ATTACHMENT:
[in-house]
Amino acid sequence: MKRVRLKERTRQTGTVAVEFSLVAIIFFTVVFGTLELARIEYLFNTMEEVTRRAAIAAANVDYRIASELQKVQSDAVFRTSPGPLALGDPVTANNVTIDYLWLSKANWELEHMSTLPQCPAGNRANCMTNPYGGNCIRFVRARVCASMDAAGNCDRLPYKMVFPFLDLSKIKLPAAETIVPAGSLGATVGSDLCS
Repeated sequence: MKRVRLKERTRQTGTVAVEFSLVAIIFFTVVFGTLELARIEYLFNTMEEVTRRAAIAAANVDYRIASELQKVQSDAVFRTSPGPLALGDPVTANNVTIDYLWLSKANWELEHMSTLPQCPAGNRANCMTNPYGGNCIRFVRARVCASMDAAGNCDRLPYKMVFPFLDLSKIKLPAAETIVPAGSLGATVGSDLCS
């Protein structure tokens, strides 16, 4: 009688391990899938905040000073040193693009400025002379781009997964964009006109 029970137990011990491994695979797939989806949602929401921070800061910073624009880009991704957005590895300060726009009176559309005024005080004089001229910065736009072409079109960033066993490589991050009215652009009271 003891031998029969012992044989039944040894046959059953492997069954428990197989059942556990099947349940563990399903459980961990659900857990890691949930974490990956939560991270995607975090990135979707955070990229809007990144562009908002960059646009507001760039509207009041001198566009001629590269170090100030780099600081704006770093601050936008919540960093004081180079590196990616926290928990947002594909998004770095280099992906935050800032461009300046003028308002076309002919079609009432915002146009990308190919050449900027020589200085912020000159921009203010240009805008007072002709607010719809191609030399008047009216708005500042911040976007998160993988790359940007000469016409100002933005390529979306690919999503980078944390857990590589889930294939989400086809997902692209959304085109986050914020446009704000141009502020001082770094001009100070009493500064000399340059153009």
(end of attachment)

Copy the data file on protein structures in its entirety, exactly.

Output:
[in-house]
Amino acid sequence: MKRVRLKERTRQTGTVAVEFSLVAIIFFTVVFGTLELARIEYLFNTMEEVTRRAAIAAANVDYRIASELQKVQSDAVFRTSPGPLALGDPVTANNVTIDYLWLSKANWELEHMSTLPQCPAGNRANCMTNPYGGNCIRFVRARVCASMDAAGNCDRLPYKMVFPFLDLSKIKLPAAETIVPAGSLGATVGSDLCS
Repeated sequence: MKRVRLKERTRQTGTVAVEFSLVAIIFFTVVFGTLELARIEYLFNTMEEVTRRAAIAAANVDYRIASELQKVQSDAVFRTSPGPLALGDPVTANNVTIDYLWLSKANWELEHMSTLPQCPAGNRANCMTNPYGGNCIRFVRARVCASMDAAGNCDRLPYKMVFPFLDLSKIKLPAAETIVPAGSLGATVGSDLCS
């Protein structure tokens, strides 16, 4: 009688391990899938905040000073040193693009400025002379781009997964964009006109 029970137990011990491994695979797939989806949602929401921070800061910073624009880009991704957005590895300060726009009176559309005024005080004089001229910065736009072409079109960033066993490589991050009215652009009271 003891031998029969012992044989039944040894046959059953492997069954428990197989059942556990099947349940563990399903459980961990659900857990890691949930974490990956939560991270995607975090990135979707955070990229809007990144562009908002960059646009507001760039509207009041001198566009001629590269170090100030780099600081704006770093601050936008919540960093004081180079590196990616926290928990947002594909998004770095280099992906935050800032461009300046003028308002076309002919079609009432915002146009990308190919050449900027020589200085912020000159921009203010240009805008007072002709607010719809191609030399008047009216708005500042911040976007998160993988790359940007000469016409100002933005390529979306690919999503980078944390857990590589889930294939989400086809997902692209959304085109986050914020446009704000141009502020001082770094001009100070009493500064000399340059153009």